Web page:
PTQ Q1 2023 Issue

operate high enough to avoid ammonium bisulphide and other amine sulphur compound laydown to avoid exces- sive corrosion rates and internals plugging. Temperature cannot simply be minimised to reduce condensable oil. Some crude columns have almost no stripping section efficiency due to poor internals design, so assuming an arbitrary efficiency can result in an undersized vacuum system due to a high condensable oil rate. Well-designed crude columns have more stripping trays and proper strip- ping tray design with stripping steam rates of 8-10 lbs steam/barrel of atmospheric column bottoms. A well- designed stripping section will result in lower condensable oil in the vacuum overhead stream. Where appropriate, atmospheric crude column stripping section modifications should be considered as part of vacuum system modifica - tions. In this example in Table 1 , vacuum unit feed was supplied from three different atmospheric crude columns. One has a well-designed stripping section and two others have poor stripping efficiency; hence the condensable oil rate is relatively high. Ultimately, the process loads provided to the ejector manufacturer will be used to size the ejectors and condens - ers. Care must be given to providing accurate information with adequate design margin applied to the cracked gas flow rate. Ejector operation and maximum discharge pressure (MDP) Actual ejector curves and design basis process loads (see Table 1) are used to illustrate the importance of the first-stage inter-condenser and how its failure to perform as intended can result in performance break. A ‘thought experiment’ stress test on the first stage of this system is used to highlight how failure of the long air baffle can lead to a higher flow rate to the second-stage ejector and, ulti - mately, performance break. The ejector system designed for the process loads shown in Table 1 results in a first-stage ejector suction pressure of 19 mmHg absolute and MDP of 98 mmHg absolute. As long as the operating discharge pressure is at or below 98 mmHg absolute, the suction pressure is solely determined by process load. Assuming the design motive steam rate and conditions, and operating pressure below its MDP, the first-stage suction pressure is not affected by operating discharge pressure. When operating discharge pressure exceeds MDP, the suction pressure increases due to per - formance break (see Figure 6 ). The ejector performance curve sets the relationship between process load, suction pressure, and MDP. Figures 7 and 8 are actual first- and second-stage ejector perfor - mance curves that will be used to quantify how long air baffle bypass affects first-stage ejector discharge pressure and performance break. The suction and MPD performance curves show the process load on the y-axis and the resul- tant suction and MDP on the X-axis. Long air baffle bypass raises the second-stage process load and first-stage inter- condenser gas outlet temperature while increasing second- stage suction pressure and first-stage ejector discharge pressure.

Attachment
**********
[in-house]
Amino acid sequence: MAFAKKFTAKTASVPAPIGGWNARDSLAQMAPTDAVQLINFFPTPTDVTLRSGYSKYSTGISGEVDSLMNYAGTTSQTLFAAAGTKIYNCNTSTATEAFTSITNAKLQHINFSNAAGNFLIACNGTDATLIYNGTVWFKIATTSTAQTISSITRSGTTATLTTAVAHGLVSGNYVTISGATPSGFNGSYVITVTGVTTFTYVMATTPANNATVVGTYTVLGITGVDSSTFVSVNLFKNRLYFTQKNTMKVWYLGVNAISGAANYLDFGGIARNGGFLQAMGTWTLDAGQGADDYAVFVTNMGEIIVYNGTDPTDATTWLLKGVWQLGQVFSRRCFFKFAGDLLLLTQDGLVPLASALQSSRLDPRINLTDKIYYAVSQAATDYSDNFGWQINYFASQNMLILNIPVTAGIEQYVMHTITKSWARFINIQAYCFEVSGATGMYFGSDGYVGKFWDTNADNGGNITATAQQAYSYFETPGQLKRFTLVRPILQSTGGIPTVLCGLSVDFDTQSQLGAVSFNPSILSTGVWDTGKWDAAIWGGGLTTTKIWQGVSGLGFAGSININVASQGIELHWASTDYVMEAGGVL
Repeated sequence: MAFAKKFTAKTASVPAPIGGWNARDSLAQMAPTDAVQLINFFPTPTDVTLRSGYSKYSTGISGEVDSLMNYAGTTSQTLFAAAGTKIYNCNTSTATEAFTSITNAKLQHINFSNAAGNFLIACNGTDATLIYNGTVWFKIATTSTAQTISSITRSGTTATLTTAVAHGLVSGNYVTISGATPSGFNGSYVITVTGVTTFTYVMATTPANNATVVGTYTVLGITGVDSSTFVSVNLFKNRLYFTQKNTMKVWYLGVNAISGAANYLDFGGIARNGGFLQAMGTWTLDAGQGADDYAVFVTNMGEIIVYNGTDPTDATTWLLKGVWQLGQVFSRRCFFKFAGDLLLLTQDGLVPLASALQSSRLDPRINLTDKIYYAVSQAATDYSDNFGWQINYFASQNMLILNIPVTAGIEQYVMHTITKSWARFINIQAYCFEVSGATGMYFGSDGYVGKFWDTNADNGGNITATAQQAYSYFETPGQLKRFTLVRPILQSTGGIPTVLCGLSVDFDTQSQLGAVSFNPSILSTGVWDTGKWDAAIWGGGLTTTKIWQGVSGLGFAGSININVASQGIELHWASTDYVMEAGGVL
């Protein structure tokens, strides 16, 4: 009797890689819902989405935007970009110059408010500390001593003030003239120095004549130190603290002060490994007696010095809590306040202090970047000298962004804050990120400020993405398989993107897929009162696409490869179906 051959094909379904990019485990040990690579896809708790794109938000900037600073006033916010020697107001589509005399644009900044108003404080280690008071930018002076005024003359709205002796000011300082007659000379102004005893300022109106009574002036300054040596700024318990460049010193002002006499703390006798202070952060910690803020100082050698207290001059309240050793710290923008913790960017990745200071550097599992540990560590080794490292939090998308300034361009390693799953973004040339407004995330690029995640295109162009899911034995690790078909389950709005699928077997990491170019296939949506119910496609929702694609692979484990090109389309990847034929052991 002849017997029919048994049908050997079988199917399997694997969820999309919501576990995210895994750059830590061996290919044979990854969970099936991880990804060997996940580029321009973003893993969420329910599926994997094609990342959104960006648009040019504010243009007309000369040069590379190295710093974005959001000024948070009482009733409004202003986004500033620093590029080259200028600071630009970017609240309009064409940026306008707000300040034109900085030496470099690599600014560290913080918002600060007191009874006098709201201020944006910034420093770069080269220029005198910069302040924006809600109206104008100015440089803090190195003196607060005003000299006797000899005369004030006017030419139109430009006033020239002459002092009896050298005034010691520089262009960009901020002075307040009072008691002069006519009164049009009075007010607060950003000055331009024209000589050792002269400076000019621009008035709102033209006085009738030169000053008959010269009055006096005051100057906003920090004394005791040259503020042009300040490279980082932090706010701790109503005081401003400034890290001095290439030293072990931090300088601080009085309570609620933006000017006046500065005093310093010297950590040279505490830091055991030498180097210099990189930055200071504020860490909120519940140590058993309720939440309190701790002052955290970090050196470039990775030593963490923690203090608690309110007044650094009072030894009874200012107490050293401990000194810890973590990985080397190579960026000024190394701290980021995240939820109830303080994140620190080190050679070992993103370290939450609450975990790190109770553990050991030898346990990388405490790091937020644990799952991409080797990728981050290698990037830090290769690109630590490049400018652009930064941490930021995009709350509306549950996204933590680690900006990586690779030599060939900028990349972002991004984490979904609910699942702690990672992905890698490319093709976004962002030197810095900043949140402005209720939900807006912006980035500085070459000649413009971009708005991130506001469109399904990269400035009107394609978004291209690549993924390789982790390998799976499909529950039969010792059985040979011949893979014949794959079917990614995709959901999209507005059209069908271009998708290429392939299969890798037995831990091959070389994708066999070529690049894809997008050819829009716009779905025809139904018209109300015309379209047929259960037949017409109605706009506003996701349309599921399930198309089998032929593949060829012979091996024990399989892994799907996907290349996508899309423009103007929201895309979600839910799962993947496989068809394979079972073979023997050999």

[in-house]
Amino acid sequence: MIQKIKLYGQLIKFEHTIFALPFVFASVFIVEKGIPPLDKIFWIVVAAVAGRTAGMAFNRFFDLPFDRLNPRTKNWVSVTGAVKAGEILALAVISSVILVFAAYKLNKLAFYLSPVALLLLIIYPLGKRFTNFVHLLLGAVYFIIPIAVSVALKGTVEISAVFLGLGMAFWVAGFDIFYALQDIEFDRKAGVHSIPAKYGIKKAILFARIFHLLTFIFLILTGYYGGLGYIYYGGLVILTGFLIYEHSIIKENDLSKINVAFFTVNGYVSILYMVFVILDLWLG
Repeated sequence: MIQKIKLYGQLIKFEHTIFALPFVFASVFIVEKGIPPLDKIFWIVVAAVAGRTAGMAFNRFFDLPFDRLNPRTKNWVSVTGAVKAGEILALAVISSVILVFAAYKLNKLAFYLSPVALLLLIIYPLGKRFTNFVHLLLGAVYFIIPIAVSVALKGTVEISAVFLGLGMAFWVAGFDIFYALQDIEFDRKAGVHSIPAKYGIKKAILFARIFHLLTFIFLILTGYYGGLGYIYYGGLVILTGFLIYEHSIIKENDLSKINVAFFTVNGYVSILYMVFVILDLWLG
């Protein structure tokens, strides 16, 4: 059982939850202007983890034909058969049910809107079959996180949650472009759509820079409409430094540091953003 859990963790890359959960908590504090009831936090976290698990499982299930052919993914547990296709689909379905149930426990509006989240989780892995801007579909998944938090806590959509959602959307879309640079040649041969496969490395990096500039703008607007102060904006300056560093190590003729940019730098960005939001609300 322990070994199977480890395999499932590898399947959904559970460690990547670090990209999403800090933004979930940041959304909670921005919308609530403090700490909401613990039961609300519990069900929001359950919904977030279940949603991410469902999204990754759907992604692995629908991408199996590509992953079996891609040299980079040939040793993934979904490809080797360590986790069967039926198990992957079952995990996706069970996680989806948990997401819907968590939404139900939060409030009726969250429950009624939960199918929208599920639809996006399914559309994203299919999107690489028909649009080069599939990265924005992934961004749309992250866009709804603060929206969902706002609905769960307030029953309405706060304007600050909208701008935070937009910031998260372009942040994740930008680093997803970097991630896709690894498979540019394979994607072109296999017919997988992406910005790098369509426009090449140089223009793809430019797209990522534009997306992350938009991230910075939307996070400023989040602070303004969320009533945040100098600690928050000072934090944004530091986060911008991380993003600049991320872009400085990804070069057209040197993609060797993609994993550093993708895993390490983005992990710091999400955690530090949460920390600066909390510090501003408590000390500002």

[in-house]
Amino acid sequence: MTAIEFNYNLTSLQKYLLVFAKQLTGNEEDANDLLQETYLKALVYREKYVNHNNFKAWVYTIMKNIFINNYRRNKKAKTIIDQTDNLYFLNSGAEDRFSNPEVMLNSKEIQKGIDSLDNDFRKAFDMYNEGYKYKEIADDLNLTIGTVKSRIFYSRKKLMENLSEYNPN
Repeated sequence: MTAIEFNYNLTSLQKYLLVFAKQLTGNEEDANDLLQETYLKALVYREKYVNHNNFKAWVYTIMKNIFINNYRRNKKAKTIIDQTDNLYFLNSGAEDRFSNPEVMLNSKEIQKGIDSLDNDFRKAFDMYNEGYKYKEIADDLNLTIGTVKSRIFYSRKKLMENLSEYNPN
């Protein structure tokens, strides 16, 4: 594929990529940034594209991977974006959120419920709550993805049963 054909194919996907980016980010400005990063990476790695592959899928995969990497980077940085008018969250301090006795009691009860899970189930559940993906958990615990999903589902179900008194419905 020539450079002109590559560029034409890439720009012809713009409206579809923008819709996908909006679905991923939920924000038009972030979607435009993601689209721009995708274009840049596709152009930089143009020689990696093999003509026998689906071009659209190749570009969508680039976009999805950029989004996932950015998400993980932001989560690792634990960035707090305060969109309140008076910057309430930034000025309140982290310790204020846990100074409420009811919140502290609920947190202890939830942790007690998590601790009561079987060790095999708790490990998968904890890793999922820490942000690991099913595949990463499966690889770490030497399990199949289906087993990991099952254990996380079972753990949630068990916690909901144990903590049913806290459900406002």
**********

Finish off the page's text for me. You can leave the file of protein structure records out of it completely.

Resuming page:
30 19

Design (no break)

Vacuum column overhead

1st stage ejector






1st stage inter-condenser




Pressure, mmHgA Temperature, ˚F

2nd stage ejector


Figure 6 System performance break








100 0 Suction pressure Ps, discharge pressure Pd (mmHg) 0 60 80 40 20


Ps: suction curve Pd: discharge

Curve suction Discharge


Figure 7 First-stage ejector performance curve








250 0 Suction pressure Ps, discharge pressure Pd (mmHg) 0 150 200 100 50


Ps: suction curve Pd: discharge

Curve suction Discharge


Figure 8 Second-stage ejector performance curve


PTQ Q1 2023

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